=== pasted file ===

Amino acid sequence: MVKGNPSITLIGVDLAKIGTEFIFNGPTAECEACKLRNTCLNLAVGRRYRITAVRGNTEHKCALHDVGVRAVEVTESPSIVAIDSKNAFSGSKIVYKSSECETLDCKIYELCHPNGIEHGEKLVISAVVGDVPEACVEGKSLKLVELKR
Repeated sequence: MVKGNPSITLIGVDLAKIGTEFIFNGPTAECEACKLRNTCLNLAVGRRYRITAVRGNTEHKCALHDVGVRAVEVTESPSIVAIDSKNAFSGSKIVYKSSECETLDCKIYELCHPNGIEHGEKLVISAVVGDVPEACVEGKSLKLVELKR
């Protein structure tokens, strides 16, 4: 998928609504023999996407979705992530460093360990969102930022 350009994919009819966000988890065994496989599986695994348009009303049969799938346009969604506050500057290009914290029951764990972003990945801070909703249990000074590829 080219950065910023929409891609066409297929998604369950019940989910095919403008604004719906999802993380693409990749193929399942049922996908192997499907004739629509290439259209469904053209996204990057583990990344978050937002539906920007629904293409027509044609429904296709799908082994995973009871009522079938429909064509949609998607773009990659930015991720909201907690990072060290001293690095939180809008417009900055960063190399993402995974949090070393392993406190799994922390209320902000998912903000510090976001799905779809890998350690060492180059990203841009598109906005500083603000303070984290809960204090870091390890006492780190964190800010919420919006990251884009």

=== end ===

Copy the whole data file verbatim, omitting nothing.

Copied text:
Amino acid sequence: MVKGNPSITLIGVDLAKIGTEFIFNGPTAECEACKLRNTCLNLAVGRRYRITAVRGNTEHKCALHDVGVRAVEVTESPSIVAIDSKNAFSGSKIVYKSSECETLDCKIYELCHPNGIEHGEKLVISAVVGDVPEACVEGKSLKLVELKR
Repeated sequence: MVKGNPSITLIGVDLAKIGTEFIFNGPTAECEACKLRNTCLNLAVGRRYRITAVRGNTEHKCALHDVGVRAVEVTESPSIVAIDSKNAFSGSKIVYKSSECETLDCKIYELCHPNGIEHGEKLVISAVVGDVPEACVEGKSLKLVELKR
């Protein structure tokens, strides 16, 4: 998928609504023999996407979705992530460093360990969102930022 350009994919009819966000988890065994496989599986695994348009009303049969799938346009969604506050500057290009914290029951764990972003990945801070909703249990000074590829 080219950065910023929409891609066409297929998604369950019940989910095919403008604004719906999802993380693409990749193929399942049922996908192997499907004739629509290439259209469904053209996204990057583990990344978050937002539906920007629904293409027509044609429904296709799908082994995973009871009522079938429909064509949609998607773009990659930015991720909201907690990072060290001293690095939180809008417009900055960063190399993402995974949090070393392993406190799994922390209320902000998912903000510090976001799905779809890998350690060492180059990203841009598109906005500083603000303070984290809960204090870091390890006492780190964190800010919420919006990251884009």